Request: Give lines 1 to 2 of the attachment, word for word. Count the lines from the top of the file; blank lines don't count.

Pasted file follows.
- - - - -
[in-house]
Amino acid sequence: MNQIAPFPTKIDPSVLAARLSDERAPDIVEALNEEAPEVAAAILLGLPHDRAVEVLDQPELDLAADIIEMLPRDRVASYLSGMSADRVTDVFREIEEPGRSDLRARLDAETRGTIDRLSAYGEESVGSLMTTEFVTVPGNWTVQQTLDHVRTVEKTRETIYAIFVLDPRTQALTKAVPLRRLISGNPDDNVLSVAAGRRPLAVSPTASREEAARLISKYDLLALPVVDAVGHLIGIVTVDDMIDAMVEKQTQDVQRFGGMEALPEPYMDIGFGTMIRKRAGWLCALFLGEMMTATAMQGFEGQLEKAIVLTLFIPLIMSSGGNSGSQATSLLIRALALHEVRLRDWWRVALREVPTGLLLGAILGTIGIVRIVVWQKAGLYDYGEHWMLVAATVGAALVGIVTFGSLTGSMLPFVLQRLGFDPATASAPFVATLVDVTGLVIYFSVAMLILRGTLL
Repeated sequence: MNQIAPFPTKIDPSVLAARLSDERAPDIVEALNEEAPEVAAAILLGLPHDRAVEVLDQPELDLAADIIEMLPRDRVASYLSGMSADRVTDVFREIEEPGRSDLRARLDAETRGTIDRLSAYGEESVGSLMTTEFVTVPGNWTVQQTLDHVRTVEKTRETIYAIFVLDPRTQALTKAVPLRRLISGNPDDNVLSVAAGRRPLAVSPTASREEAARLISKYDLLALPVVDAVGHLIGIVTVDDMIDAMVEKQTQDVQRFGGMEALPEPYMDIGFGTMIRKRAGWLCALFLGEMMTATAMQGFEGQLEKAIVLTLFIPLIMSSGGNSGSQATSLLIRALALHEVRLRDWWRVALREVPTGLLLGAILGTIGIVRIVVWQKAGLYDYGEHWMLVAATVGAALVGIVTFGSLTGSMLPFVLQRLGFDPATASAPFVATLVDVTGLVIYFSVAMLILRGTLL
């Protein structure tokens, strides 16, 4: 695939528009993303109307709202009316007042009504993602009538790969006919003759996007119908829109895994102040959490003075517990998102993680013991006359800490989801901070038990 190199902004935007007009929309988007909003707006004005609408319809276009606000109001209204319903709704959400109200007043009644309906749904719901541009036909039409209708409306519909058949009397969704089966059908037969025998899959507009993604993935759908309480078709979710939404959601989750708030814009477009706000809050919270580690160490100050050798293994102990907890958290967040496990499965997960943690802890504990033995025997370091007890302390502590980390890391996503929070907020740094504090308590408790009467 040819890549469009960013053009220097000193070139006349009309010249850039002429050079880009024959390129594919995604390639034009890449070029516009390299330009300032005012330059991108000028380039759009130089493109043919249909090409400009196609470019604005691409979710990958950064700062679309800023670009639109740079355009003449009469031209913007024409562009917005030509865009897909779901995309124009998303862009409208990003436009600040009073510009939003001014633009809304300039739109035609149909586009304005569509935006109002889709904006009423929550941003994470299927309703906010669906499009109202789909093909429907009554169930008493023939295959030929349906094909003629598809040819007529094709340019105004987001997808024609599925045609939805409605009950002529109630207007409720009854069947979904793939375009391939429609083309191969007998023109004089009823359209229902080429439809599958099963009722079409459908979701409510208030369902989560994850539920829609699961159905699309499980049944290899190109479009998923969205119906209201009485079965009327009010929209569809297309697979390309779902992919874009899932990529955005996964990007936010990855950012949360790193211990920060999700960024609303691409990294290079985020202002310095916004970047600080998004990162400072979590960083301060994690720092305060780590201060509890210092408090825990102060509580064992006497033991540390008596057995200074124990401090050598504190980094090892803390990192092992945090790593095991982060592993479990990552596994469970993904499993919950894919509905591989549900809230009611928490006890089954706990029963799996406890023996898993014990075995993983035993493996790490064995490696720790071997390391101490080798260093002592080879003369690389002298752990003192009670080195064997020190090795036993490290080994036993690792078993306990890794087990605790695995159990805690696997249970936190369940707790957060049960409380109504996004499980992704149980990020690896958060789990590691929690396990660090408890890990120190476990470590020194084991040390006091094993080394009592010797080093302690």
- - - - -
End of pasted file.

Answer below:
[in-house]
Amino acid sequence: MNQIAPFPTKIDPSVLAARLSDERAPDIVEALNEEAPEVAAAILLGLPHDRAVEVLDQPELDLAADIIEMLPRDRVASYLSGMSADRVTDVFREIEEPGRSDLRARLDAETRGTIDRLSAYGEESVGSLMTTEFVTVPGNWTVQQTLDHVRTVEKTRETIYAIFVLDPRTQALTKAVPLRRLISGNPDDNVLSVAAGRRPLAVSPTASREEAARLISKYDLLALPVVDAVGHLIGIVTVDDMIDAMVEKQTQDVQRFGGMEALPEPYMDIGFGTMIRKRAGWLCALFLGEMMTATAMQGFEGQLEKAIVLTLFIPLIMSSGGNSGSQATSLLIRALALHEVRLRDWWRVALREVPTGLLLGAILGTIGIVRIVVWQKAGLYDYGEHWMLVAATVGAALVGIVTFGSLTGSMLPFVLQRLGFDPATASAPFVATLVDVTGLVIYFSVAMLILRGTLL